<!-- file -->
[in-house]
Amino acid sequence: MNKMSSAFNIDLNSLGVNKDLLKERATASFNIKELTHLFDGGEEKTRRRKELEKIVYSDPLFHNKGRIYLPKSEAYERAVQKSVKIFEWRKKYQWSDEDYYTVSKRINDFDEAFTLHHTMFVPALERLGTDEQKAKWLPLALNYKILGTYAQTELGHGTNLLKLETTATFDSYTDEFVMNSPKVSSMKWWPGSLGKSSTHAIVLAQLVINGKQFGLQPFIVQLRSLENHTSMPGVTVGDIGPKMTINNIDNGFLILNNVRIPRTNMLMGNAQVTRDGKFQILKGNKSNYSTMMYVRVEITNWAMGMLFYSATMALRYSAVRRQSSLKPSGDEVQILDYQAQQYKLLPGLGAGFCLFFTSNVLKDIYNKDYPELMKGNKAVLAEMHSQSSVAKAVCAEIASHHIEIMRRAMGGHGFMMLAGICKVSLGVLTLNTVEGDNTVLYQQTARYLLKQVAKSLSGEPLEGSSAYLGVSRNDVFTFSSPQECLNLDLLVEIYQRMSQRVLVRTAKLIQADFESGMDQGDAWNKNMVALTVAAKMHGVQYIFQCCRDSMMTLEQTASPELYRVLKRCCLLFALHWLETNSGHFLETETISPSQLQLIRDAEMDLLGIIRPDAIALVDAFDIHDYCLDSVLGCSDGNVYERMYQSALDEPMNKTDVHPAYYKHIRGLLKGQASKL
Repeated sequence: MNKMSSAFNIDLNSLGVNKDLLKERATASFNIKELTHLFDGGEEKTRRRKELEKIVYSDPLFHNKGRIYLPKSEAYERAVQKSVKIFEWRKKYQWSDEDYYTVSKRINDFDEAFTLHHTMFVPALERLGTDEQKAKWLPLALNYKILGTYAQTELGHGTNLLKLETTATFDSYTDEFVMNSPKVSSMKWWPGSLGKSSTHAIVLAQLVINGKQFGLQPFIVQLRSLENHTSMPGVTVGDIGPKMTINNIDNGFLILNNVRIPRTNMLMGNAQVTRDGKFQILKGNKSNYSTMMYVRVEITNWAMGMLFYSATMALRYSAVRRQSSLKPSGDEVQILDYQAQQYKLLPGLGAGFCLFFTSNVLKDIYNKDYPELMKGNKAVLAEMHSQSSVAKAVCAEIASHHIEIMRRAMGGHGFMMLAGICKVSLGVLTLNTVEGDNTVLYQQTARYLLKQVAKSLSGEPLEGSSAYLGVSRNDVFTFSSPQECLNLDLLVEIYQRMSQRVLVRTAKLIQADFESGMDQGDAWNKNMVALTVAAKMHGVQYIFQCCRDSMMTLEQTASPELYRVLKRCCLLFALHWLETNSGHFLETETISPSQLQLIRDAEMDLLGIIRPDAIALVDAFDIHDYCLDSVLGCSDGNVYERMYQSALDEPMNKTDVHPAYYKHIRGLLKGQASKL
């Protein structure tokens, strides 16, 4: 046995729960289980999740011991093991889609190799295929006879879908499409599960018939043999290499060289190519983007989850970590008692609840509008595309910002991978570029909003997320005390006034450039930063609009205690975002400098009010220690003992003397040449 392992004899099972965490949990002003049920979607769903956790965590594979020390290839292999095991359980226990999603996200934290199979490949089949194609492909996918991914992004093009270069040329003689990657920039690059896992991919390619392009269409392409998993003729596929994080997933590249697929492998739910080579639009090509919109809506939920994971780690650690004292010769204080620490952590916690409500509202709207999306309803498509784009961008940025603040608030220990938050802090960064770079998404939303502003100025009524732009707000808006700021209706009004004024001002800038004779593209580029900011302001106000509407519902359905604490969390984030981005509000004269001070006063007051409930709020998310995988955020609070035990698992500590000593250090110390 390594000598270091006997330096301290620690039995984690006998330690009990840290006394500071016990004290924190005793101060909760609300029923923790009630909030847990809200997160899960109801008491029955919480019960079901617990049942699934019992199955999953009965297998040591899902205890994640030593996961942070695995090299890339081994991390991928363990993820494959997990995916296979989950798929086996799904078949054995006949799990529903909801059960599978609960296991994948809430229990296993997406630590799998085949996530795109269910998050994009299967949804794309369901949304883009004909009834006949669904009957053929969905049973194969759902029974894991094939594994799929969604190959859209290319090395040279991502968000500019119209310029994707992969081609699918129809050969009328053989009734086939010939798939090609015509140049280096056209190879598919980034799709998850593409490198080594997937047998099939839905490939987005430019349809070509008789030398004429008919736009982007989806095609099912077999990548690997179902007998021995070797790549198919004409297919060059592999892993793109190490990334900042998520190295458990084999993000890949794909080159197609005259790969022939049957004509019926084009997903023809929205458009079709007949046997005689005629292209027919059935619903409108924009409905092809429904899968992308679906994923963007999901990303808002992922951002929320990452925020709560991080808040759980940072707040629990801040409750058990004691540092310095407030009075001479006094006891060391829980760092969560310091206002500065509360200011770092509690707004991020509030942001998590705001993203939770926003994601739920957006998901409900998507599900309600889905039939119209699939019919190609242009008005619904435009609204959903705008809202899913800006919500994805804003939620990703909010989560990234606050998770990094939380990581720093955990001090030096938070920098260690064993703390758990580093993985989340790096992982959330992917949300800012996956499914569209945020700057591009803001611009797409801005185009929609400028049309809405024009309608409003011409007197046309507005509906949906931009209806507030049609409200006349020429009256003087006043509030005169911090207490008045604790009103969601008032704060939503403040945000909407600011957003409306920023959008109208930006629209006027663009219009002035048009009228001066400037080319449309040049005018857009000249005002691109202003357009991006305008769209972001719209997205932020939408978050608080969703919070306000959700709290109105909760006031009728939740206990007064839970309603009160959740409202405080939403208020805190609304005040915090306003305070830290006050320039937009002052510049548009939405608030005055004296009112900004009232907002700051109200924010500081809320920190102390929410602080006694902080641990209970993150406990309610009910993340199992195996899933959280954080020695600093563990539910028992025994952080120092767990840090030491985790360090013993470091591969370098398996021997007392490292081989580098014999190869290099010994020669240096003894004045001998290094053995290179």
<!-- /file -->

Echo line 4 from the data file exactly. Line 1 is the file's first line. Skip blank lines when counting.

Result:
């Protein structure tokens, strides 16, 4: 046995729960289980999740011991093991889609190799295929006879879908499409599960018939043999290499060289190519983007989850970590008692609840509008595309910002991978570029909003997320005390006034450039930063609009205690975002400098009010220690003992003397040449 392992004899099972965490949990002003049920979607769903956790965590594979020390290839292999095991359980226990999603996200934290199979490949089949194609492909996918991914992004093009270069040329003689990657920039690059896992991919390619392009269409392409998993003729596929994080997933590249697929492998739910080579639009090509919109809506939920994971780690650690004292010769204080620490952590916690409500509202709207999306309803498509784009961008940025603040608030220990938050802090960064770079998404939303502003100025009524732009707000808006700021209706009004004024001002800038004779593209580029900011302001106000509407519902359905604490969390984030981005509000004269001070006063007051409930709020998310995988955020609070035990698992500590000593250090110390 390594000598270091006997330096301290620690039995984690006998330690009990840290006394500071016990004290924190005793101060909760609300029923923790009630909030847990809200997160899960109801008491029955919480019960079901617990049942699934019992199955999953009965297998040591899902205890994640030593996961942070695995090299890339081994991390991928363990993820494959997990995916296979989950798929086996799904078949054995006949799990529903909801059960599978609960296991994948809430229990296993997406630590799998085949996530795109269910998050994009299967949804794309369901949304883009004909009834006949669904009957053929969905049973194969759902029974894991094939594994799929969604190959859209290319090395040279991502968000500019119209310029994707992969081609699918129809050969009328053989009734086939010939798939090609015509140049280096056209190879598919980034799709998850593409490198080594997937047998099939839905490939987005430019349809070509008789030398004429008919736009982007989806095609099912077999990548690997179902007998021995070797790549198919004409297919060059592999892993793109190490990334900042998520190295458990084999993000890949794909080159197609005259790969022939049957004509019926084009997903023809929205458009079709007949046997005689005629292209027919059935619903409108924009409905092809429904899968992308679906994923963007999901990303808002992922951002929320990452925020709560991080808040759980940072707040629990801040409750058990004691540092310095407030009075001479006094006891060391829980760092969560310091206002500065509360200011770092509690707004991020509030942001998590705001993203939770926003994601739920957006998901409900998507599900309600889905039939119209699939019919190609242009008005619904435009609204959903705008809202899913800006919500994805804003939620990703909010989560990234606050998770990094939380990581720093955990001090030096938070920098260690064993703390758990580093993985989340790096992982959330992917949300800012996956499914569209945020700057591009803001611009797409801005185009929609400028049309809405024009309608409003011409007197046309507005509906949906931009209806507030049609409200006349020429009256003087006043509030005169911090207490008045604790009103969601008032704060939503403040945000909407600011957003409306920023959008109208930006629209006027663009219009002035048009009228001066400037080319449309040049005018857009000249005002691109202003357009991006305008769209972001719209997205932020939408978050608080969703919070306000959700709290109105909760006031009728939740206990007064839970309603009160959740409202405080939403208020805190609304005040915090306003305070830290006050320039937009002052510049548009939405608030005055004296009112900004009232907002700051109200924010500081809320920190102390929410602080006694902080641990209970993150406990309610009910993340199992195996899933959280954080020695600093563990539910028992025994952080120092767990840090030491985790360090013993470091591969370098398996021997007392490292081989580098014999190869290099010994020669240096003894004045001998290094053995290179």